Friday, February 11, 2011

At What Age?

"What age were they when they became so matter of fact about what their children were doing?

I used to wonder about that when I gathered with a group of elderly grandmas for Bible Study when my kids were all pre teens. I'd listen to them share the latest news about what this daughter or that son was doing and be unable to identify at all with their matter of factness. I know now they had the ability to see themselves as separate beings from their children and I could not. Every action of my kids was always about me in my mind. I really believed that. They were a reflection of me. It was a painful and thank God, necessary, process for me to learn to detach and see my kids as separate from me. I cannot imagine being in relationship with them today had I not been given that gift. They'd want nothing to do with me, I'm sure.

The other day I was observing my mother-in-law walk across her kitchen floor. Her movements seemed a little stiff like she was the Tin Man getting her joints oiled with every step. For the first time I realized she's frail. Not uncommon for someone who is over 80 years old.

So it seems like an oxymoron to be 80 something and still wishing you could lose those last 10 pounds. I've heard my MIL talk about it my whole married life. Dearest one heard her kvetching with one of her daughters about it not too long ago.

Later that day I wondered what age a woman has to get to before she stops talking about the need to lose weight, to reach that magical number in her head that will never be hers again except by default of getting an insidious disease.

There's a scene in one of Anne Lamott's books that has stuck with me:
When my best friend Pammy was dying, I asked her if I looked fat in a certain dress, and she—from a wheelchair—said, “Annie, you really don’t have that kind of time.” I live by that.
I look at pictures of me when I am the mother of a one year old and remember how proud I was to come home eight days after having gall bladder surgery and the number, THE NUMBER! on the scale, I hadn't seen since before pregnancy.

In those photos I dont' look like I have any extra skin on me at all. A few years and another baby later I went on a weight loss binge and in those pictures I look anorexic. I remember the powerful feeling of losing weight and telling dearest one to please keep an eye on me because I didn't think I could stop losing weight, it felt so good. THAT NUMBER on the scale I hadn't seen since 9th grade. I only came to my senses after I slipped on a pair of 28 inch waist jeans and realized that size of jeans and fat couldn`t belong in the same sentence. I`m embarrassed at how much of a jolt it was when that realization hit me.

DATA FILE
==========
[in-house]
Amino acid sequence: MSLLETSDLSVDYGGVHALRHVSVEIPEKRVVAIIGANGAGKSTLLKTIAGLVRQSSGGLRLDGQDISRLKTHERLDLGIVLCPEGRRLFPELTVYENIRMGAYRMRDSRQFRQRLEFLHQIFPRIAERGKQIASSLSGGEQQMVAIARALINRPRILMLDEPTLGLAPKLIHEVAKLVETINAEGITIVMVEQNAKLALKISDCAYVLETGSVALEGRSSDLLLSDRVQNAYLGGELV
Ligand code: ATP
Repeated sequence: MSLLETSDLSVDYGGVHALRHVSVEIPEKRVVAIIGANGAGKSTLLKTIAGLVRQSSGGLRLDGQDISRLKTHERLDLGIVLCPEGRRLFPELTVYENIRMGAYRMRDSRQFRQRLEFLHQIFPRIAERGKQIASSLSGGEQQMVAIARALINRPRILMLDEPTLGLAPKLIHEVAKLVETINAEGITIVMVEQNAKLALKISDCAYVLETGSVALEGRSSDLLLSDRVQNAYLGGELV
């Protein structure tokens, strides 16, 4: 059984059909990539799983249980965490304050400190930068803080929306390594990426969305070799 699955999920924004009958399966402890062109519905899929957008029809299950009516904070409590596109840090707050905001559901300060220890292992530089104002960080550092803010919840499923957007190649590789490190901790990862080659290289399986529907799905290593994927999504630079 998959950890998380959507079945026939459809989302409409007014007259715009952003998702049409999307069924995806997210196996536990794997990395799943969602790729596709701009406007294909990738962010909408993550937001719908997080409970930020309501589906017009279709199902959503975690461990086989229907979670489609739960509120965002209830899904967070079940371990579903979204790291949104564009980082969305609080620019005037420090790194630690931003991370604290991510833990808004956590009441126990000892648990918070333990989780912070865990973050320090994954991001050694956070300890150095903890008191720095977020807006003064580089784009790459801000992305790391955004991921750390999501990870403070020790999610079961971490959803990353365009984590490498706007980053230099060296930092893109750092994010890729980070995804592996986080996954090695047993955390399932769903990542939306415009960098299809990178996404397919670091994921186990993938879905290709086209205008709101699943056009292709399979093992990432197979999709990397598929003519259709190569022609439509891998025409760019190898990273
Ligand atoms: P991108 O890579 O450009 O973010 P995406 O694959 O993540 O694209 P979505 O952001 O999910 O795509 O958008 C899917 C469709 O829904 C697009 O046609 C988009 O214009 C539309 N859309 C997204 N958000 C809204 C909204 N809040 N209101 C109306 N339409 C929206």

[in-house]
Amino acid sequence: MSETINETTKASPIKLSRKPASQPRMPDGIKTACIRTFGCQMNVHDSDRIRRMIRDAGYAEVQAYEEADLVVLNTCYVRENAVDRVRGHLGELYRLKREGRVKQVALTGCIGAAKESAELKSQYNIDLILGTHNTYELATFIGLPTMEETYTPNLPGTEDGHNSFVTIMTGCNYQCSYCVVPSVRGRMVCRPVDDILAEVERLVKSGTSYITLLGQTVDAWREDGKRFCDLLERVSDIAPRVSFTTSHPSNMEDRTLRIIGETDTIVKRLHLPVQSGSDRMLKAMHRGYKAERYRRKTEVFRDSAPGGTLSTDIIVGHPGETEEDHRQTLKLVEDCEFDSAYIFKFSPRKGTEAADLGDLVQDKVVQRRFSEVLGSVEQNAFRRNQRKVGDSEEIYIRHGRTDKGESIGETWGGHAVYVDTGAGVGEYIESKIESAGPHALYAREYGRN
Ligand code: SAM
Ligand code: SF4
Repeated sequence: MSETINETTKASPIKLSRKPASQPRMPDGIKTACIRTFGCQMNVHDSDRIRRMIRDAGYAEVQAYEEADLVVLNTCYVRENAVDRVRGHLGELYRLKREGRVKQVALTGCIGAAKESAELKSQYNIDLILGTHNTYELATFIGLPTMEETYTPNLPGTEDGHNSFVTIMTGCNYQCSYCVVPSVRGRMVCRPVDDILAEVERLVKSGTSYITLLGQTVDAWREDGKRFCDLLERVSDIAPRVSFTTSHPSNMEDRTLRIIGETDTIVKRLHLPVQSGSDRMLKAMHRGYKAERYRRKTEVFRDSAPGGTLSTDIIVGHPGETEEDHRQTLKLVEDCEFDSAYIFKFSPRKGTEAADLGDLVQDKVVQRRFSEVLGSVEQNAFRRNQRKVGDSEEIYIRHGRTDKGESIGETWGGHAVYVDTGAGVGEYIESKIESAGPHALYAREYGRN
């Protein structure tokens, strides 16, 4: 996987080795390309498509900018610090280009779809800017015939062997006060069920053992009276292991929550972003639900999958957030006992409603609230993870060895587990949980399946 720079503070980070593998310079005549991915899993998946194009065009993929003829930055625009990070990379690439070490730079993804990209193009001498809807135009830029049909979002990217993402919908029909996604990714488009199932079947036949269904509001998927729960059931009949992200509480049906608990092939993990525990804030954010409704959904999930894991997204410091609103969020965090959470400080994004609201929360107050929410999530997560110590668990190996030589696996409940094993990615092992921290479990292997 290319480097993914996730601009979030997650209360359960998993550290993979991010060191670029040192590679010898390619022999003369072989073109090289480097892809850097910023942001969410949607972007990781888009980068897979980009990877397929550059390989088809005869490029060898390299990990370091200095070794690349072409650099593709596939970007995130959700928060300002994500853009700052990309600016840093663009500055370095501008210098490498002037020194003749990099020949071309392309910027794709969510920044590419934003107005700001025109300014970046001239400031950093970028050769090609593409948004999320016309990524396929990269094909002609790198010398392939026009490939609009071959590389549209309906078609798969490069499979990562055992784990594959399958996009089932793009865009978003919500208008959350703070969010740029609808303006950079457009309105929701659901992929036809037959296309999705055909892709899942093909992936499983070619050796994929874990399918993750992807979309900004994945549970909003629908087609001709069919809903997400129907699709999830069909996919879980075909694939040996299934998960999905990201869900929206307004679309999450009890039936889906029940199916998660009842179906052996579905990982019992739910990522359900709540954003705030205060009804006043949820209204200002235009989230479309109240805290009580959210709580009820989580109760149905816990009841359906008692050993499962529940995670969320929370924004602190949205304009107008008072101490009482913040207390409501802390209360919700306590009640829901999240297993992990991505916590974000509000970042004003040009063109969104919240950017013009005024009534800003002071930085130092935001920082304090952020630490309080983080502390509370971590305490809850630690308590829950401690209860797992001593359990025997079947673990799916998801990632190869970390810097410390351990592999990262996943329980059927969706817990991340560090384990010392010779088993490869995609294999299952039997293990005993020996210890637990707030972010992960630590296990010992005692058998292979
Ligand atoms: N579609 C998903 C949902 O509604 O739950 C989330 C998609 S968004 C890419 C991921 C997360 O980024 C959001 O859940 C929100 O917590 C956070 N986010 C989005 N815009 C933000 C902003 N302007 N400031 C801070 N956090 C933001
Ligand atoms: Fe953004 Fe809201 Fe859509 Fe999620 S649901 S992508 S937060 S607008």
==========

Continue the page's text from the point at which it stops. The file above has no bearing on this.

Twenty five years later I`m about being at home in my skin. It's taken that long to reach this place. I could write reams about the journey to get here. Being at home in my skin has nothing to do with the number on a scale. My younger self would never have believed that. A few years ago my cardiologist was raggin on me to lose weight. She wanted 20 pounds gone before she saw me again in a few months.

I looked at her and the part of me that is competitive, that has the I'll show you mantra threw down a glove and said, "Game on." The other part of me, the side I've worked harder to nurture, looked at her and thought to myself, "I will never do that crazy making dance again. Not even for you."

The other day, as part of my job, I had to weigh someone and record their weight for a contest. She can't be any older than I was when I was in my near anorexic days. She was excited for the contest and was off to the gym to exercise. I encouraged her in her desire to be healthier but I felt a real sadness as I watched her walk away, pining for a number on the scale. Wondering what age she will be when that pining goes away.

Photo Credit


daisymarie said...

I wish I knew. I'm still pining. Last year with all my "illness" I put on weight that I haven't been able to get off, even with biking. I don't know if there's a magic number, but my recent wrestling with illness has set me in search of health.

Pru said...

When I was in Vegas, one of the speakers said that every woman's ideal weight is the one they were at when they first thought they were fat. She let that sit with us for a moment before explaining what she meant.

She meant that every woman struggles with weight when they don't love themselves; and that when you love yourself, and take care of yourself, the number on the scale doesn't matter. It only starts to matter when you stop loving yourself.

It made me cry actually. I still haven't figured out why, but I'm not entirely sure that it matters if I ever do. What she said will be with me forever.

Emily J. said...

I love the point about older mothers seeing their children as separate people. I just had that thought this morning at Bible study when an older mother matter of factly announced her son's girlfriend was pregnant. She was asking for prayers, but without tears or words of selfblame. I admired her candidness - and you've articulated the reason why she was able to be open.

Jess Mistress of Mischief said...

I'm grateful today to not have the obsession over weight or drink.

God is good.

Gabriella Moonlight said...

I love all of Annie LaMott's books they are all amazing!!!! I have that quote on my's so true!

what a great post, the discernment of self from those we love and our own selves...and who we really are.


Thirsty Girl said...

Love this.

stf said...

thank you for writing this